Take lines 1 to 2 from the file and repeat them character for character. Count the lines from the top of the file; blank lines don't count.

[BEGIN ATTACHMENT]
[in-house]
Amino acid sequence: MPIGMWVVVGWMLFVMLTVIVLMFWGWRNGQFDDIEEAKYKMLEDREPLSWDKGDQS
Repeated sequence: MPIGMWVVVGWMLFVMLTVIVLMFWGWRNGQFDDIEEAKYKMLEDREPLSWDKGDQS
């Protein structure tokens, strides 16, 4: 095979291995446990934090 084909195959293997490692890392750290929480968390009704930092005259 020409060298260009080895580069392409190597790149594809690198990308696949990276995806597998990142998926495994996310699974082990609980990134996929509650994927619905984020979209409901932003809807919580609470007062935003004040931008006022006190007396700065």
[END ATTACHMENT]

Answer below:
[in-house]
Amino acid sequence: MPIGMWVVVGWMLFVMLTVIVLMFWGWRNGQFDDIEEAKYKMLEDREPLSWDKGDQS